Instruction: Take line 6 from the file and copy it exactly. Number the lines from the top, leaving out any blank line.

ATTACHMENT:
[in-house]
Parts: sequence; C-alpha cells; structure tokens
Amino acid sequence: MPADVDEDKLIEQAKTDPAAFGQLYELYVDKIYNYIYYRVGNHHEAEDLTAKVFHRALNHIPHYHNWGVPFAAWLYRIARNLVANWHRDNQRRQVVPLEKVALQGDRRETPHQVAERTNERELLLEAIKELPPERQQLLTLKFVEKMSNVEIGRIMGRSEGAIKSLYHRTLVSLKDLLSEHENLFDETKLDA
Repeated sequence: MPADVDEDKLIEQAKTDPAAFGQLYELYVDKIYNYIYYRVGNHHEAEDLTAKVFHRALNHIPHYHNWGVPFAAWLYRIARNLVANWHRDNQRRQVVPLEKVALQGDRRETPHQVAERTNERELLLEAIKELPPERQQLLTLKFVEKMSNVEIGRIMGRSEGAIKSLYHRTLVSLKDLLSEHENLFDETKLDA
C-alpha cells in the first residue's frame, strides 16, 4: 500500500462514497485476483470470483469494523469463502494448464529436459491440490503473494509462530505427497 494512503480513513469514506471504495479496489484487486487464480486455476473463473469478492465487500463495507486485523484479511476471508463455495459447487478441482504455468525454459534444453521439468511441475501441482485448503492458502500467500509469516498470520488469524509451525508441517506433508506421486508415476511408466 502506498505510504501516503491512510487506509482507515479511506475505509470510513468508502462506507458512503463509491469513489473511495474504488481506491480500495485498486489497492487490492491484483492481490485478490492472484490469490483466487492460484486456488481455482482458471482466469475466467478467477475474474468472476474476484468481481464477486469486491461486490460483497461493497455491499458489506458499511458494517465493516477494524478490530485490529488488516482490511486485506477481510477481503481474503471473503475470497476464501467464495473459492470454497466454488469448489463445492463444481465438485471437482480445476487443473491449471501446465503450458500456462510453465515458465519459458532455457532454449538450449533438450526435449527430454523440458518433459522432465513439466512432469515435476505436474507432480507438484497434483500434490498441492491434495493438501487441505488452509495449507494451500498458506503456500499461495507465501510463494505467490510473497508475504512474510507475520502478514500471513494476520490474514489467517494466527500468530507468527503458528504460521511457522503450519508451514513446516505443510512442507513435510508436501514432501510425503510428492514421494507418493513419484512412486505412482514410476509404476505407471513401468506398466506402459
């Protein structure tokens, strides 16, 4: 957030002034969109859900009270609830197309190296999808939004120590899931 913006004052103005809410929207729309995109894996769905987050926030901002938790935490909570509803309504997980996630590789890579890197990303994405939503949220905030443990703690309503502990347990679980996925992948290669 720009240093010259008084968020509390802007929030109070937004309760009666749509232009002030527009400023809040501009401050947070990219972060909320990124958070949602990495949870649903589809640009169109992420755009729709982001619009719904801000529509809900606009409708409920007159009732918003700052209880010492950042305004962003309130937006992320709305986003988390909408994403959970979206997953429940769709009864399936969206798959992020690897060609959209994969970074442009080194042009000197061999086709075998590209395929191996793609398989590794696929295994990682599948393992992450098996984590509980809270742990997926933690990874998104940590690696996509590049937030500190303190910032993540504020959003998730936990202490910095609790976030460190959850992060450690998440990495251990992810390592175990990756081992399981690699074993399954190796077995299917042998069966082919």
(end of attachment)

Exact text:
């Protein structure tokens, strides 16, 4: 957030002034969109859900009270609830197309190296999808939004120590899931 913006004052103005809410929207729309995109894996769905987050926030901002938790935490909570509803309504997980996630590789890579890197990303994405939503949220905030443990703690309503502990347990679980996925992948290669 720009240093010259008084968020509390802007929030109070937004309760009666749509232009002030527009400023809040501009401050947070990219972060909320990124958070949602990495949870649903589809640009169109992420755009729709982001619009719904801000529509809900606009409708409920007159009732918003700052209880010492950042305004962003309130937006992320709305986003988390909408994403959970979206997953429940769709009864399936969206798959992020690897060609959209994969970074442009080194042009000197061999086709075998590209395929191996793609398989590794696929295994990682599948393992992450098996984590509980809270742990997926933690990874998104940590690696996509590049937030500190303190910032993540504020959003998730936990202490910095609790976030460190959850992060450690998440990495251990992810390592175990990756081992399981690699074993399954190796077995299917042998069966082919």